Book review: Toxic Charity

No one wants to think how the ways they try to help others with food pantries, mission trips, holiday gift giving is actually not helping but hurting.

Toxic Charity doesn’t eschew giving or helping others. It calls for reflective giving. What is the purpose of giving? To help the other. Are you really helping by giving them food, by going on mission trips, by giving gifts around the holidays?

Of course the answer is no. The author explains how these (and many other) well-meaning acts of charity are actually destructive.

Robert D. Lupton discusses different types of charity that are appropriate at different times. Emergencies call for emergency responses. Food and supplies to New Orleans following Katrina, for example. But too often our only giving is emergency giving. What is harder is what is needed after the emergency. The long-term planning for development.

He describes too how the ways we give undermine our giving by creating a sense of dependency, entitlement, and exclusion. Those in need are not included in making their lives better. They are not empowered to help themselves or their community. They are seen as resourceless. Dependent on others. And yet without giving towards development, planning for the long-term, they are locked in the same situation that led to their need.

We need to think of the impact of giving on others. What do they truly need and what is the roadmap to get to that place? How to include them? How to let them drive the process? We need to listen to them tell us what they need rather than us determining what giving they get from us.

Back to the food pantry, the mission trip, the holiday gift giving. Invariably, this giving robs the people we mean to help. By being given food rather than buying food at discounted rates, people feel disenfranchised and eventually entitled.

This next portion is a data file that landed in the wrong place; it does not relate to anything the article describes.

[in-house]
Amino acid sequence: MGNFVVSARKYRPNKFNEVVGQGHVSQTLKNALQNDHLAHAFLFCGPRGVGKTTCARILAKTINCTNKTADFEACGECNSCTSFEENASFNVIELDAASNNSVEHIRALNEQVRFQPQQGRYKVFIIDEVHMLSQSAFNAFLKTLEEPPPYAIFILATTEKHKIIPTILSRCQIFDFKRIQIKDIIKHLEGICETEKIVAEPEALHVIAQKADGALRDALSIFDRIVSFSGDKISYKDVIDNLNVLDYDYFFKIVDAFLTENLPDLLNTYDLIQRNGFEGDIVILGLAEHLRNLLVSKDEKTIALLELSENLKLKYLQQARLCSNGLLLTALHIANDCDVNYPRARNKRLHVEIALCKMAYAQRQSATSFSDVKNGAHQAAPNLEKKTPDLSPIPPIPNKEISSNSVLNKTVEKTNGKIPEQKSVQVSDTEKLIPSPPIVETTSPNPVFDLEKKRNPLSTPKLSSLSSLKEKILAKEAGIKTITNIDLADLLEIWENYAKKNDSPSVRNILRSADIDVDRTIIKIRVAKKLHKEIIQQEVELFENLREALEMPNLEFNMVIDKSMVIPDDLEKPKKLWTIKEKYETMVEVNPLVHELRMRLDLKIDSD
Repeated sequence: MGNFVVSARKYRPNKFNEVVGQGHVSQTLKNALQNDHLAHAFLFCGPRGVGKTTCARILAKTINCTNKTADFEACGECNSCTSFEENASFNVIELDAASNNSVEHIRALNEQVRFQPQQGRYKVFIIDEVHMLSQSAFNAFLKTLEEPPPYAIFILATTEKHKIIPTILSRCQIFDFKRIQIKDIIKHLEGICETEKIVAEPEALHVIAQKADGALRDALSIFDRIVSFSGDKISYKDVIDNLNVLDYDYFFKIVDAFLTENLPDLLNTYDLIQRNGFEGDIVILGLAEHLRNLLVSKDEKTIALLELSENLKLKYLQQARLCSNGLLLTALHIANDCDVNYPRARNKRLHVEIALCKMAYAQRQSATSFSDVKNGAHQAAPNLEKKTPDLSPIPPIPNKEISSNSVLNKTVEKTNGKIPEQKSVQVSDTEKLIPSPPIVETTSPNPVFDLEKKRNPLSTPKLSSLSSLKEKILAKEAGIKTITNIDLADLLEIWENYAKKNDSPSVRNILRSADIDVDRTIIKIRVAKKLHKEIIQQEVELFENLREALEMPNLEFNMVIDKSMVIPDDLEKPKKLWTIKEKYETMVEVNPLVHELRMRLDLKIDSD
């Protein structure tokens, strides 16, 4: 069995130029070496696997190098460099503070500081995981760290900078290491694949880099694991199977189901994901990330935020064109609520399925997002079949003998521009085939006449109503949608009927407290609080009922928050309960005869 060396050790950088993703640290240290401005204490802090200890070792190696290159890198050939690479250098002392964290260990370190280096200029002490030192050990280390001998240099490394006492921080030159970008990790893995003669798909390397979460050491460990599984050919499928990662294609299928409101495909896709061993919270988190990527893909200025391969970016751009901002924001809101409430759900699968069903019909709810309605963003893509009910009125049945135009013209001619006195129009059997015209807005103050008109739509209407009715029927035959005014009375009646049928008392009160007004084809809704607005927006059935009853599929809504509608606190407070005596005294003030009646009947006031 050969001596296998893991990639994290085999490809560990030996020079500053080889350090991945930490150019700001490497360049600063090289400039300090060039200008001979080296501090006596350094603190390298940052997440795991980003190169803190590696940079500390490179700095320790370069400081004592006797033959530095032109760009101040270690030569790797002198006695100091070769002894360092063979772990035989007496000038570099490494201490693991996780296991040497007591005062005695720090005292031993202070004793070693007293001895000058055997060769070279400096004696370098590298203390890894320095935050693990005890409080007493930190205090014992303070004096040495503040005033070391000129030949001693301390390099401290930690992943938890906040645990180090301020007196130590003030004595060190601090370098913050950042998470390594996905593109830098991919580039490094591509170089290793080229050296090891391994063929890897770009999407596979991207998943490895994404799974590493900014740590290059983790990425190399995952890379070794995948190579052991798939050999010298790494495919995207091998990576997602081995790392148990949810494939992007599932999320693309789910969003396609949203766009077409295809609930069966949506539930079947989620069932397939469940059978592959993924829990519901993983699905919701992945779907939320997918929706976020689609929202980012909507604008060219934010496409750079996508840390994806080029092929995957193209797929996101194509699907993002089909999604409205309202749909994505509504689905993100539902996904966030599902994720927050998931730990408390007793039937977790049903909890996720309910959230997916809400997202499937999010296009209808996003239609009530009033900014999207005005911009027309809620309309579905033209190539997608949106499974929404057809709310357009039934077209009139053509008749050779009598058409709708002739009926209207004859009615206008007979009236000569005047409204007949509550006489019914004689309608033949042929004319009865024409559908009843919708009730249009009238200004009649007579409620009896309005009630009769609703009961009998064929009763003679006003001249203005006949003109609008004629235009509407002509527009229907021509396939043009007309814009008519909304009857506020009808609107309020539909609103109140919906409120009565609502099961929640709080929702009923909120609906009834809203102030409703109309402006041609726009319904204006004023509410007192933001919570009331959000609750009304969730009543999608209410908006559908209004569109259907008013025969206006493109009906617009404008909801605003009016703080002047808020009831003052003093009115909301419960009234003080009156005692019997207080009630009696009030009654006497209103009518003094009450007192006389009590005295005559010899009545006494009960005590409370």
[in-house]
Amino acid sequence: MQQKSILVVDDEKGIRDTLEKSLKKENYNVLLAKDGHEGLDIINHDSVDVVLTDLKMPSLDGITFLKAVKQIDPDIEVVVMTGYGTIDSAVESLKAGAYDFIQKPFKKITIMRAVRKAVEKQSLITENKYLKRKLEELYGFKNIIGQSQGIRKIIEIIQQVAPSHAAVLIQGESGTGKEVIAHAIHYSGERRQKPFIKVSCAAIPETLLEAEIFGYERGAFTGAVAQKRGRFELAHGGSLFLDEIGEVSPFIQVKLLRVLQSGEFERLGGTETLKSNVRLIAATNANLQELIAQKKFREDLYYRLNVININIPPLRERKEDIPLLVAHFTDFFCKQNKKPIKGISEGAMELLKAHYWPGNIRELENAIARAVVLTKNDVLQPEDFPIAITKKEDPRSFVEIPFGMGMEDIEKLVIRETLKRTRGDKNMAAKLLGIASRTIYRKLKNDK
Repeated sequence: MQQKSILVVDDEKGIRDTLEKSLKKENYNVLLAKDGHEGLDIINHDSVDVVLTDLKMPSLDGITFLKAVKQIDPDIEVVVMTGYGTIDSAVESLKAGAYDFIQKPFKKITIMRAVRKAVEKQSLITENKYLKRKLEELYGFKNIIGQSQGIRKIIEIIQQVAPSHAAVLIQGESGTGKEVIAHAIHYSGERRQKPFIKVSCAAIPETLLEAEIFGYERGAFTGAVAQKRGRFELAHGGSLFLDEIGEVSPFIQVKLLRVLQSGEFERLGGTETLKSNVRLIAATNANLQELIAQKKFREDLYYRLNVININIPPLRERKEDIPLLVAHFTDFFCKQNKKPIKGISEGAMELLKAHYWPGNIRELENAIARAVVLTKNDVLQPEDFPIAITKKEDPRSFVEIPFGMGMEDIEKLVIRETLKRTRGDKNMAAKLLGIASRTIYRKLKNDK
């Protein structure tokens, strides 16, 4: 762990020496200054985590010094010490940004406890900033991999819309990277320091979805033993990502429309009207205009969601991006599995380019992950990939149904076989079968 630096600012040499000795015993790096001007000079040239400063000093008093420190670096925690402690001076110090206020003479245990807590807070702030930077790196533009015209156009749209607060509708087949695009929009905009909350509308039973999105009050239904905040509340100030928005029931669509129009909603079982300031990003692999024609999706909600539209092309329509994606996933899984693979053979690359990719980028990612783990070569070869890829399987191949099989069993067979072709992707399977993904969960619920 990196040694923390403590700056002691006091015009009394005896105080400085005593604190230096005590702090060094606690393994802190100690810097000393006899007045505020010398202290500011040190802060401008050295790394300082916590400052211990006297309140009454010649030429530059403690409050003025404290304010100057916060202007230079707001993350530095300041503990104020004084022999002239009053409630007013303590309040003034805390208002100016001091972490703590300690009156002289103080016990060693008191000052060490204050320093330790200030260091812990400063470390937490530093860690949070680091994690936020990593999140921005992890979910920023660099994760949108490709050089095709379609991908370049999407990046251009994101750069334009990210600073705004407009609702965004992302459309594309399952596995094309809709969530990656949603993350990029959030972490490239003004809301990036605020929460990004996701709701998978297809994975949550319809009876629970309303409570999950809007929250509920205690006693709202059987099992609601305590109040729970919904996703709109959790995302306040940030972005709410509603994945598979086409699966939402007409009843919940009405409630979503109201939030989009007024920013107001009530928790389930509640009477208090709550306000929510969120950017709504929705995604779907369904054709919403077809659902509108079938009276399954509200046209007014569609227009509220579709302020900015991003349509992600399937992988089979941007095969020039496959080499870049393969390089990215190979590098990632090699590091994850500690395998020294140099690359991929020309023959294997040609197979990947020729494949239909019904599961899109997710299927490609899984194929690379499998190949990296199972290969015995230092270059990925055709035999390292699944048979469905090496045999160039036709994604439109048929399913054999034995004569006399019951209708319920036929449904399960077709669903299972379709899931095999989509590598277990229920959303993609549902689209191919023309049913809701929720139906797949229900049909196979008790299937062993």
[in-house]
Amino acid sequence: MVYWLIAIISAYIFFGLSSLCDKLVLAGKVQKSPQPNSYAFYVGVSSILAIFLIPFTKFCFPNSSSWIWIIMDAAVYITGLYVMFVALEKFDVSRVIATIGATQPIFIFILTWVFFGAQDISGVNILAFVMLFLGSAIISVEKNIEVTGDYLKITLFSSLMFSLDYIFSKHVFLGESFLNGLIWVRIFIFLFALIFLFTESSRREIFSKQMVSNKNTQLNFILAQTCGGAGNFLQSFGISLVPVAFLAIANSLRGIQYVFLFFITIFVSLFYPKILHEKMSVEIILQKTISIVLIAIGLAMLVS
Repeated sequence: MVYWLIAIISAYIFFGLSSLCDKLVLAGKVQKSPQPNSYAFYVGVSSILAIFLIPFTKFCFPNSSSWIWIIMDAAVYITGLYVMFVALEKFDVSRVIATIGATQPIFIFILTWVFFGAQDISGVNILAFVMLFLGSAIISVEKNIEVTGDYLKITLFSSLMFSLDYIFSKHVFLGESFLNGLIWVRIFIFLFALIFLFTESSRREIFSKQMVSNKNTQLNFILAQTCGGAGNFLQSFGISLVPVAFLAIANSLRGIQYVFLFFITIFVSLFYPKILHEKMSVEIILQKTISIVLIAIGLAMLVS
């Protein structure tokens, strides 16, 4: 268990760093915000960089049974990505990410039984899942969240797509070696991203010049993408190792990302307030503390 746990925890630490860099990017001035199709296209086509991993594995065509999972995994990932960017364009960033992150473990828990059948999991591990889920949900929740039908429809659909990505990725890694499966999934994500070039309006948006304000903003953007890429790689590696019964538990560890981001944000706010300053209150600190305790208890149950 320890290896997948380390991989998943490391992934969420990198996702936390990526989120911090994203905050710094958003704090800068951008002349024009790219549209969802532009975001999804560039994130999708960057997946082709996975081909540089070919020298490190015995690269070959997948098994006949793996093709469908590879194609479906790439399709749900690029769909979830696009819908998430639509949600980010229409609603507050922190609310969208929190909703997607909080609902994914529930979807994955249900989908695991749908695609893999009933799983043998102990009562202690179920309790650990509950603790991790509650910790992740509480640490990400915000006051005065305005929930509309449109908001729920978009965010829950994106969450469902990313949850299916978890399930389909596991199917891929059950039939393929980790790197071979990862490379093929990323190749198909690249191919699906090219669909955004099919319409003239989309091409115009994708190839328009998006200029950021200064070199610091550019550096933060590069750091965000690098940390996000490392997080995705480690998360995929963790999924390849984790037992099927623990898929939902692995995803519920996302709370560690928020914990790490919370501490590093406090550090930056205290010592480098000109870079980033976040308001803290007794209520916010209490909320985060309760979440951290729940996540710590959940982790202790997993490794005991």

With mission trips, we determine what we will come do without input from the locals. Input both in terms of learning what help they truly need and in terms of their leadership and training. (We go to build houses though few of us have that training…and meanwhile the locals who have the skills or know-how are not included in the projects.) Scarce resources are diverted from fulfilling community needs to playing events coordinator for the visiting mission trip.

Holiday gift giving robs the dignity of the parents. Rather than giving presents to children, empower the parents by letting them buy the presents for their children at reduced rates. They retain their dignity having purchased the gifts that they will give to their own children.

Charity is sometimes seen as a dirty word. Especially by those on the receiving end. (Who wants to be the recipient of charity? It is demeaning, emasculating.) For good reason. It is. But coming alongside those in need to help them channel their resources or provide them with resources they need for long-term community development, that really is a gift.


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